Tips for Adjusting Dobinsons Suspension Components For The 5th Gen 4Runner: Rear Upper & Lower Control Arms, Rear Sway Bar End Links, and Panhard Bar
As we all continue to lift, increase tire size, and add more weight to our rigs, beefing up stock components can be smart if not necessary. Two of the largest benefits to the Dobinsons suspension line-up are the build quality and customizability. Here we’ll cover tips for adjusting Dobinsons suspension components for the 5th Gen 4Runner.
The increase in the diameter of each of these components is quite incredible and checks the heavy-duty box rather easily. However, understanding all the suspension geometry can be a bit daunting if you are accustomed to just swapping out springs in a rear solid axle SUV suspension setup.
I am fairly new to this and these are some tips I wish I had known when working through installing and adjusting these components.
Find It Online:
- Rear Upper Control Arms: Check Price
- Rear Lower Control Arms: Check Price
- Extended Rear Sway Bar End Links: Check Price
- Rear Heavy Duty Panhard Bar: Check Price
- Klein Electronic Magnetic Angle Measurement Tool: Check Price
Rear Sway Bar End Links
I’ve been able to get away with the angle that the sway bar is connected to my frame with the factory end links. It wasn’t ideal, but I am in a better place now with the new adjustable rear end links.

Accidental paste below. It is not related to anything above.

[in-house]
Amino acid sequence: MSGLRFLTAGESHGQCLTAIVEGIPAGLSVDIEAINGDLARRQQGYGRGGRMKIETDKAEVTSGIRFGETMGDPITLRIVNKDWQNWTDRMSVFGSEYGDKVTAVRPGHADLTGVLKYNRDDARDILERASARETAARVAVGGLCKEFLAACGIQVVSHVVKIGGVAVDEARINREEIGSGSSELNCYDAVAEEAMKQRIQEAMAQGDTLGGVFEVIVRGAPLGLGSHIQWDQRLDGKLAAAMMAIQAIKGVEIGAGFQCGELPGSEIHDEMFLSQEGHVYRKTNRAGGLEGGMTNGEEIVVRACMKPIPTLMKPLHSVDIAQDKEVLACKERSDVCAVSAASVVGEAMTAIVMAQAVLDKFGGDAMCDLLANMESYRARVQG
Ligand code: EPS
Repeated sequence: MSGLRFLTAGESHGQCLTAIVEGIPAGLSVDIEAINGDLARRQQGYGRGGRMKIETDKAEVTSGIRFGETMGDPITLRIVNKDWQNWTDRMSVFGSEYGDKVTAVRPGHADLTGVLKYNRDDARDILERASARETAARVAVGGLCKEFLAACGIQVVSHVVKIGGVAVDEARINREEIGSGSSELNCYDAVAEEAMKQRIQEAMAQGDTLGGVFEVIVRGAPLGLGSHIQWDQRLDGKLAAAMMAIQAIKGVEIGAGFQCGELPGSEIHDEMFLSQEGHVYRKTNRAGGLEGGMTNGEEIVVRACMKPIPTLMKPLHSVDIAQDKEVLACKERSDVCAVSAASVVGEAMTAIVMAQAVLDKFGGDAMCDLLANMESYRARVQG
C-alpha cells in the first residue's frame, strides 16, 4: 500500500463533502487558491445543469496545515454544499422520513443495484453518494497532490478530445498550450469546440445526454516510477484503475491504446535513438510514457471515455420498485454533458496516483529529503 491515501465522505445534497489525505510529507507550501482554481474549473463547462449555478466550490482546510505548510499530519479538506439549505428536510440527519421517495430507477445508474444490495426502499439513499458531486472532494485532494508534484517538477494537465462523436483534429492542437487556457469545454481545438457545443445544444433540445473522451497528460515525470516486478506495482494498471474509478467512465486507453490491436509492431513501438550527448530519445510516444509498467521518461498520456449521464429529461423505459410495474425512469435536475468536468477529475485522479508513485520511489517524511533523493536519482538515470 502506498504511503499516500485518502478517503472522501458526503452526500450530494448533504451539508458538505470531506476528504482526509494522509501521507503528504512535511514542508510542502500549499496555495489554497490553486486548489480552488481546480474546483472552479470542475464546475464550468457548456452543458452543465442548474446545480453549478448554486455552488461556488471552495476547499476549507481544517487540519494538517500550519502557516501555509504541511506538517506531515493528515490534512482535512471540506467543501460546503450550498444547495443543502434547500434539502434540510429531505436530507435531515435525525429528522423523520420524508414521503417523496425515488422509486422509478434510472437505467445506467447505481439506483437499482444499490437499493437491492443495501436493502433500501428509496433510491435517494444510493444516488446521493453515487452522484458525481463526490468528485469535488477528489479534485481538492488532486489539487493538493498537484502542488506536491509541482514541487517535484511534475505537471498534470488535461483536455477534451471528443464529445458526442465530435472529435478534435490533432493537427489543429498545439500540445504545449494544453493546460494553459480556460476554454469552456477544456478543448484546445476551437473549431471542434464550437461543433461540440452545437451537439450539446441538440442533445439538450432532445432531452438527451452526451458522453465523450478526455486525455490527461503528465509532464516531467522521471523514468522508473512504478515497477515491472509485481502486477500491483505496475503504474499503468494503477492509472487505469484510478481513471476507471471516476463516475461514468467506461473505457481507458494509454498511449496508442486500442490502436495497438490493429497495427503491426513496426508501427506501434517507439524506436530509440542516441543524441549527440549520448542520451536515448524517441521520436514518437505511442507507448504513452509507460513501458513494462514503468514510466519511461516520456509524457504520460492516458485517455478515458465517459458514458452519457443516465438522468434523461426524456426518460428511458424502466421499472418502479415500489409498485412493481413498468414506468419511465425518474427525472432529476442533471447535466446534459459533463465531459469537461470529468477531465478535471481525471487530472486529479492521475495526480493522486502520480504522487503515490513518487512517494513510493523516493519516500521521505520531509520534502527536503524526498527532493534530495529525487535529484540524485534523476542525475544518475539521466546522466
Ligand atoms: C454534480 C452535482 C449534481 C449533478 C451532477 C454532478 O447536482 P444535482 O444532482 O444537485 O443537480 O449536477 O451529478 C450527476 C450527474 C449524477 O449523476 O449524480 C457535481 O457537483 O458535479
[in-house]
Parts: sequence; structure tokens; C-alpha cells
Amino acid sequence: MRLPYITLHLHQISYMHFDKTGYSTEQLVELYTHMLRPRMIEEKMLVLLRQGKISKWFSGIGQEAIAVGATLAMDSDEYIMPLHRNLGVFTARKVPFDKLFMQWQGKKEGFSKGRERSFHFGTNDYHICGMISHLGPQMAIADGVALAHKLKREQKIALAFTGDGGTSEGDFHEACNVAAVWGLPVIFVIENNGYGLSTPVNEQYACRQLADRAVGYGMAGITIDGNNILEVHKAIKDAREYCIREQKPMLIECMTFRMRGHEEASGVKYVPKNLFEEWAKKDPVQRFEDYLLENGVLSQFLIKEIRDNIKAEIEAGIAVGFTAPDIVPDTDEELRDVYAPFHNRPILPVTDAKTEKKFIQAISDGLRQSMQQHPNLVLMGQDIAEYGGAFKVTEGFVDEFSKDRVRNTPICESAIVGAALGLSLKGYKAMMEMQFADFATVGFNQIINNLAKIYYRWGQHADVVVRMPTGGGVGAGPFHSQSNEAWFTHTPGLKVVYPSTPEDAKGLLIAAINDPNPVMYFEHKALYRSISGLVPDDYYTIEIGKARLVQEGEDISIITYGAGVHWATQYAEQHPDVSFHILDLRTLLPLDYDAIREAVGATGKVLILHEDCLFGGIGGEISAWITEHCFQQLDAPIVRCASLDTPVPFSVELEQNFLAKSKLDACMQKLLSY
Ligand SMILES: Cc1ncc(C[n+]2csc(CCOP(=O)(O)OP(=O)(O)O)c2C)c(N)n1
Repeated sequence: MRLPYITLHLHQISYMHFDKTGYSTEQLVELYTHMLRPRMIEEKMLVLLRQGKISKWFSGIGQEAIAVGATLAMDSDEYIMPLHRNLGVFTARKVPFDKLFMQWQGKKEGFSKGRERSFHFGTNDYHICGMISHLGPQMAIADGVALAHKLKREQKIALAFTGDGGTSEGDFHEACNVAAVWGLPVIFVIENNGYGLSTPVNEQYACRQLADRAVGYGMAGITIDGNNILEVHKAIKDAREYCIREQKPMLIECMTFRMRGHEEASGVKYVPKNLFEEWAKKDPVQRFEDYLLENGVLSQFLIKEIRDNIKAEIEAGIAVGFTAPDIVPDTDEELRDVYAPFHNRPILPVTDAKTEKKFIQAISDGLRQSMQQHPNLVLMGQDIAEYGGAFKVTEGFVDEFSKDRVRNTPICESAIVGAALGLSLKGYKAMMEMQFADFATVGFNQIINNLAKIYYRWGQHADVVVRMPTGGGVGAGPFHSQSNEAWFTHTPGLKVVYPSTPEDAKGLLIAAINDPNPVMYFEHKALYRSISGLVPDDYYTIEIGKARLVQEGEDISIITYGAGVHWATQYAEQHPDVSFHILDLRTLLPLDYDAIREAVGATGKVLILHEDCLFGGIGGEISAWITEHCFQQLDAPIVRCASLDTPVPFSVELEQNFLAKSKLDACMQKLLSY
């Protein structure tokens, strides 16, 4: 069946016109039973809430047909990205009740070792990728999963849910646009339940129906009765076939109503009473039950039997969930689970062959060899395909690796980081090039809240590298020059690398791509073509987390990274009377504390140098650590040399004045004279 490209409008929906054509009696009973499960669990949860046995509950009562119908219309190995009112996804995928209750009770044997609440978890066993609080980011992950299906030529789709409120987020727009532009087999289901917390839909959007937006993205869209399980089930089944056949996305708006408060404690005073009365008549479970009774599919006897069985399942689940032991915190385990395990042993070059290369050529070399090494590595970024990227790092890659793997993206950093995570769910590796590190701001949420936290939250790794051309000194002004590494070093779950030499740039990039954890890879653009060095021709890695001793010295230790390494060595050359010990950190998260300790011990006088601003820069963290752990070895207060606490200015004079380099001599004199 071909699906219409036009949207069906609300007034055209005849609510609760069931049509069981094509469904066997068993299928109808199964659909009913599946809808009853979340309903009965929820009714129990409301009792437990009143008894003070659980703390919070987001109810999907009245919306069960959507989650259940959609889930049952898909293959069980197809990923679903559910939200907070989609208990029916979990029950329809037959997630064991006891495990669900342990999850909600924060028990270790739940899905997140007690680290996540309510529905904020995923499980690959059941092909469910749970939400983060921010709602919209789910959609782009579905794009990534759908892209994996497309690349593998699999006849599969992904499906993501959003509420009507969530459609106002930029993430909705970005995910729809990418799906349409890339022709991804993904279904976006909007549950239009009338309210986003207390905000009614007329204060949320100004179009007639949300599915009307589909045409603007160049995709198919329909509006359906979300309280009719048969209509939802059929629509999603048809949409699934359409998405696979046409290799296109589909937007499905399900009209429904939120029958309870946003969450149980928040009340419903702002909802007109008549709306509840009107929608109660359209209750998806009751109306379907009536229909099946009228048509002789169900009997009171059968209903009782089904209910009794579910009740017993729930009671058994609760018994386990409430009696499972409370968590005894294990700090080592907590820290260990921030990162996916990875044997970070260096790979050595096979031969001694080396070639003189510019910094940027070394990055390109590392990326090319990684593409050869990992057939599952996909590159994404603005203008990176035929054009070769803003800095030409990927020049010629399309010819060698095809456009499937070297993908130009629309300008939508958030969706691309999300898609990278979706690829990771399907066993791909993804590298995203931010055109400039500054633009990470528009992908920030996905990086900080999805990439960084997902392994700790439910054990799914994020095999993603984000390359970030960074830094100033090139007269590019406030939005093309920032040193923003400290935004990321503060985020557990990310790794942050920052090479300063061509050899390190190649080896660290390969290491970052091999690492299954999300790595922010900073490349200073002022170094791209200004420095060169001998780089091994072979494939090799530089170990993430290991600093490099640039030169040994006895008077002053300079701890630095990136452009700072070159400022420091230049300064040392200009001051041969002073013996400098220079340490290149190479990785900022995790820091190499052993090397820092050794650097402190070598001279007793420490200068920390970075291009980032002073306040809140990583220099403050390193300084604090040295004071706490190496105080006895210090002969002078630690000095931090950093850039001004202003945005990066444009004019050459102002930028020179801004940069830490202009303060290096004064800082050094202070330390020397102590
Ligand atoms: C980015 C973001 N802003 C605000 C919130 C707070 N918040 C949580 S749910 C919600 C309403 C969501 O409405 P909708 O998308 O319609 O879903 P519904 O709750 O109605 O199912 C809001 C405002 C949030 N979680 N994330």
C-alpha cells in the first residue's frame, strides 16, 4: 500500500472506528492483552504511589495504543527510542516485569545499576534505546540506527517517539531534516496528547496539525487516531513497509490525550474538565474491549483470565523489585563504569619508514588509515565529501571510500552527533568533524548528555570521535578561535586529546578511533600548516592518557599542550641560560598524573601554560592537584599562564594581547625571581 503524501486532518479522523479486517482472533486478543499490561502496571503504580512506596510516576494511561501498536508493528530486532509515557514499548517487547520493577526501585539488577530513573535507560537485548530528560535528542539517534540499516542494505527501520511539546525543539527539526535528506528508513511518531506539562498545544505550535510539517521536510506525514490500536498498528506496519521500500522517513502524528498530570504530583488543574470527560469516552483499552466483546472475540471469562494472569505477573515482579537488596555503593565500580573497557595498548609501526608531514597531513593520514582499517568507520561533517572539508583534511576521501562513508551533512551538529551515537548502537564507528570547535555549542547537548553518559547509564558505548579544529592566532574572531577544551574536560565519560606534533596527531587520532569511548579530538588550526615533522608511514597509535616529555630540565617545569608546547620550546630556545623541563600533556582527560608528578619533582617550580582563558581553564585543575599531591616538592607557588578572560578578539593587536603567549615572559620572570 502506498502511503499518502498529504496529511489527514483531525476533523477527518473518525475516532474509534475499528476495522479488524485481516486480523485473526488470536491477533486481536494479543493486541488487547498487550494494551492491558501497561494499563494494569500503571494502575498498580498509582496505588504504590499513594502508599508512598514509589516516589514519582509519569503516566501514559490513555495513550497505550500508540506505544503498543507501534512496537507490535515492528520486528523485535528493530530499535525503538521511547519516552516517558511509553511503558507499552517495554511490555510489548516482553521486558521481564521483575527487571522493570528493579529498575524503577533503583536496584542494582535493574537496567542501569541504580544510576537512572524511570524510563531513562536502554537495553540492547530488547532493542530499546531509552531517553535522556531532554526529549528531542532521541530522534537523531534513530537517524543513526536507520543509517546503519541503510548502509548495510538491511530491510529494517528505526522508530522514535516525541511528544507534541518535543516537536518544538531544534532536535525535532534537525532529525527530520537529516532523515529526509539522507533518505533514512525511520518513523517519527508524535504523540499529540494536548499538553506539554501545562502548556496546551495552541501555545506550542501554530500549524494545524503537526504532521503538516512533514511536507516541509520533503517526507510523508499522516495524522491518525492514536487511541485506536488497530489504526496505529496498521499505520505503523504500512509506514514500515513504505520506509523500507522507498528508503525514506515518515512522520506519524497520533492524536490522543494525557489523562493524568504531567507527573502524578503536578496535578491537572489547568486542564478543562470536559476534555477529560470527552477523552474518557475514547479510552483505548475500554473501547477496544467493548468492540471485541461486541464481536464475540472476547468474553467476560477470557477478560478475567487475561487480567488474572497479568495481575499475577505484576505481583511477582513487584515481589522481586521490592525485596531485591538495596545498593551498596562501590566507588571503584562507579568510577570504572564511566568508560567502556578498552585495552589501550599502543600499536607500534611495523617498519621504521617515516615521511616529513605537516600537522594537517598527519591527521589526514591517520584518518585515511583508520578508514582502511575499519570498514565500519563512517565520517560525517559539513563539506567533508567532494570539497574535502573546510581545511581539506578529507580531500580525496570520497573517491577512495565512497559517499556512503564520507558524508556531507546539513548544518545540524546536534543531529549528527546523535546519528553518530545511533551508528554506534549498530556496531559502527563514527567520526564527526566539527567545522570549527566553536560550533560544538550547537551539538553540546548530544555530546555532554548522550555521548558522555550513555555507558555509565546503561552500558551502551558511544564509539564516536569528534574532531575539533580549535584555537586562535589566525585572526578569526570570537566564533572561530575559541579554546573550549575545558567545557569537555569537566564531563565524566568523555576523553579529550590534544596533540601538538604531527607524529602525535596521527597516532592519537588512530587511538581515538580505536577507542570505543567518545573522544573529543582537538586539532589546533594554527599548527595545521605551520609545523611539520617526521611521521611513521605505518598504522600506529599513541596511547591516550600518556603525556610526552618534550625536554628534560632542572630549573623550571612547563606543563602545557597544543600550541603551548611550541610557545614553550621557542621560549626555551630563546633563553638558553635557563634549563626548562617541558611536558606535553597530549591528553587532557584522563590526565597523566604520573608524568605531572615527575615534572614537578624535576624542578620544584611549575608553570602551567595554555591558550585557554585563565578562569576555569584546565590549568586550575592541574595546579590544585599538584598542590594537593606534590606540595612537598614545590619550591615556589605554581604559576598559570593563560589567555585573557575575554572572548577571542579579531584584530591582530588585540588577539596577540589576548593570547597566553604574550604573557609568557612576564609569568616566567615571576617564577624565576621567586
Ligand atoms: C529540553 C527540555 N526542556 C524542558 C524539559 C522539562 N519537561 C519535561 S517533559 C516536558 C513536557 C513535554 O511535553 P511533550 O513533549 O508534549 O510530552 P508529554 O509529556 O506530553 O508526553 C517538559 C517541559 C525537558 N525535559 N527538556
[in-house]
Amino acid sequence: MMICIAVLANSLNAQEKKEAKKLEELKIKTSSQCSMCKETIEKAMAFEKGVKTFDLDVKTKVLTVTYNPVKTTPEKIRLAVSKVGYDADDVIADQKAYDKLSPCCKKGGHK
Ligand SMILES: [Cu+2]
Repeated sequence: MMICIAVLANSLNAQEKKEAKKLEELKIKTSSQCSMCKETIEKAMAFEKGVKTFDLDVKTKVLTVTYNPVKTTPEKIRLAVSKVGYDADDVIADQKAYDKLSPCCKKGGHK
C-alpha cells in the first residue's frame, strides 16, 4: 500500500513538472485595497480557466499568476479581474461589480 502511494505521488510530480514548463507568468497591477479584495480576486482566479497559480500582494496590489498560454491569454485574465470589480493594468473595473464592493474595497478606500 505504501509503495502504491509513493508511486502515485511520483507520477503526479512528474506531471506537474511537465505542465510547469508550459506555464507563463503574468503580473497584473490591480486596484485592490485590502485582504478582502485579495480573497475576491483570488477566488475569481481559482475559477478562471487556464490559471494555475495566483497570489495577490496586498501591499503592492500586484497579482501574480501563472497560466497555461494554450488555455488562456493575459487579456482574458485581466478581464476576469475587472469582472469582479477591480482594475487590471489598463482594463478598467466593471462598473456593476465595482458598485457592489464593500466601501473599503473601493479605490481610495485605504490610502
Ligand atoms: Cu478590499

Taking these off is sometimes challenging because the shaft on the bolt that connects to the end link rotates inside the boot. Pray that the Allen keyhole is good enough to hold while you unscrew the nut on the inside. If not, you may need to cut it off as I did.
Adjusting the New Rear End Link Based on Stock Length
The washer that has a beveled lip on it will seat inside the frame mount for the end link. I measured the total distance from this lip to the middle of the shaft of the end link. Dobinsons’ guidance states that the new end links need to be half the lift height plus the stock length.
- 3″ Lift and end link that is 6″ (not sure if this is stock length): New Length = (3″ Lift)*0.5 + 6″ = 7.5″
Note: If you planned ahead on spring weight ratings, know that you may need a longer end link adjustment.
- You have 600-800 lb. springs for a current rear load of 400lbs, you may have a 4″ rear lift (not 3″ yet). Therefore, might need to adjust your calculation. This will also slightly change as the new suspension settles.
Just to be safe, I did use blue Loctite on these because I did not want to torque them too aggressively.
Upper & Lower Control Arms